Conventional wisdom can swing wildly. One year coffee and butter are terrible for you and the next it seems like they’re perfectly fine, for example. Is something similar going on with MBAs?

The last couple of years business school grads have been warned away from startups (or, vice versa, those interested in doing a start-up warned off business school) by some pretty big names in business. Stanford biz school professor and author Bob Sutton publically fretted that MBA programs extinguish their students’ creativity and passion, while Vivek Wadhwa (MBA, Stern School of Business) mused in the WSJ that there is  "a growing mismatch between the skills that business schools teach and what fast-paced startups require." These aren’t the only skeptics.

But whatever the experts say, start-ups themselves are apparently unconvinced and hiring MBAs seems to be coming into fashion. A new report from the MBA Career Services & Employer Alliance’s finds that recruiting of MBAs by companies less than a year old is way up with 57 percent of business schools reporting that more start-ups are looking to hire their grads.

The driving force behind this surge in start-up recruiting seems to be increased interest in working for a start-up among MBAs.

"A growing number of MBA students are focusing on entrepreneurship," Jack Oakes, assistant dean for career development at the University of Virginia’s Darden School of Business, said in a statement, adding that "reports from large and small MBA programs confirm the increased student interest in a range of entrepreneurial endeavors."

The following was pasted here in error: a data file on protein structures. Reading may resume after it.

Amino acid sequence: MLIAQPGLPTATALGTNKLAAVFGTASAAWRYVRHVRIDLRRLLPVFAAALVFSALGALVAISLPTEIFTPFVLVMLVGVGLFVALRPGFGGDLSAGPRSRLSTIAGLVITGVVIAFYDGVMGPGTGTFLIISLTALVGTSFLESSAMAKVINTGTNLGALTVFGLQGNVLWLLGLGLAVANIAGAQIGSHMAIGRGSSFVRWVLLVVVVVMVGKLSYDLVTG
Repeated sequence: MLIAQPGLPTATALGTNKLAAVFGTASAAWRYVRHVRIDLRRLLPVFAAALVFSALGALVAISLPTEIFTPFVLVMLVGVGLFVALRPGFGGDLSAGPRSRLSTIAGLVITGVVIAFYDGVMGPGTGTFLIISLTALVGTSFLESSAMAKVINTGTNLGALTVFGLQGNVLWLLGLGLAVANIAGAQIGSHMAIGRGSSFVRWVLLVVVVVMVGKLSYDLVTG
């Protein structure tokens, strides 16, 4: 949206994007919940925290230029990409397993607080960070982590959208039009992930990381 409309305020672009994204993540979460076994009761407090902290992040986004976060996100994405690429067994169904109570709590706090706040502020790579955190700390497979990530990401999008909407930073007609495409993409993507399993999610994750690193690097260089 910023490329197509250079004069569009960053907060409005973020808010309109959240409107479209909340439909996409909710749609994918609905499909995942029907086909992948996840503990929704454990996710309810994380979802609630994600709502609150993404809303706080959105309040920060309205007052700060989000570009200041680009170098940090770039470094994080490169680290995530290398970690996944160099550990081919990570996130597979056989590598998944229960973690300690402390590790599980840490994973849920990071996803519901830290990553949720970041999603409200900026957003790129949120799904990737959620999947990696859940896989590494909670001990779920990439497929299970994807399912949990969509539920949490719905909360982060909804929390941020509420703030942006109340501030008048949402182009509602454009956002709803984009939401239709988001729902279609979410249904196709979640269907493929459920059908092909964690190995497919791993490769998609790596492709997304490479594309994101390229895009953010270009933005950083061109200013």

"Schools have responded to the shift by strengthening ties with alumni and responding to requests for individual student candidates," the WSJ reports.

All of which suggests that business school grads are just another category of people to catch start-up fever, which seems to have reached epidemic proportions among the young. Curalate founder Apu Gupta (MBA, Wharton) has called this a "herd mentality" among MBA students who, he says, are "just sort of blowing in the wind."

But however well considered MBAs’ interest in start-up careers, at least some young businesses are taking the bait and trying to score some talent on business school campuses. Should yours?

While business schools are clearly trying to move with the times and incorporate more creativity and entrepreneurship into their offerings, skepticism persists about whether these are skills that can truly be taught -- especially in the straightlaced, traditionally regimented and backward-looking framework of an MBA program. The fit between grad and start-up, of course, depends on the individual qualities of both -- a young company could be looking for "adult supervision" to standardize and streamline a chaotic but promising business, for example, and many a promising startup has been founded by an MBA grad. But the question remains: if someone is truly entrepreneurial, then wouldn’t she have started something for herself rather than flow along pre-cut career channels such as attending business school?

What’s your take -- do you think startups are wise or misguided to snap up newly minted MBAs?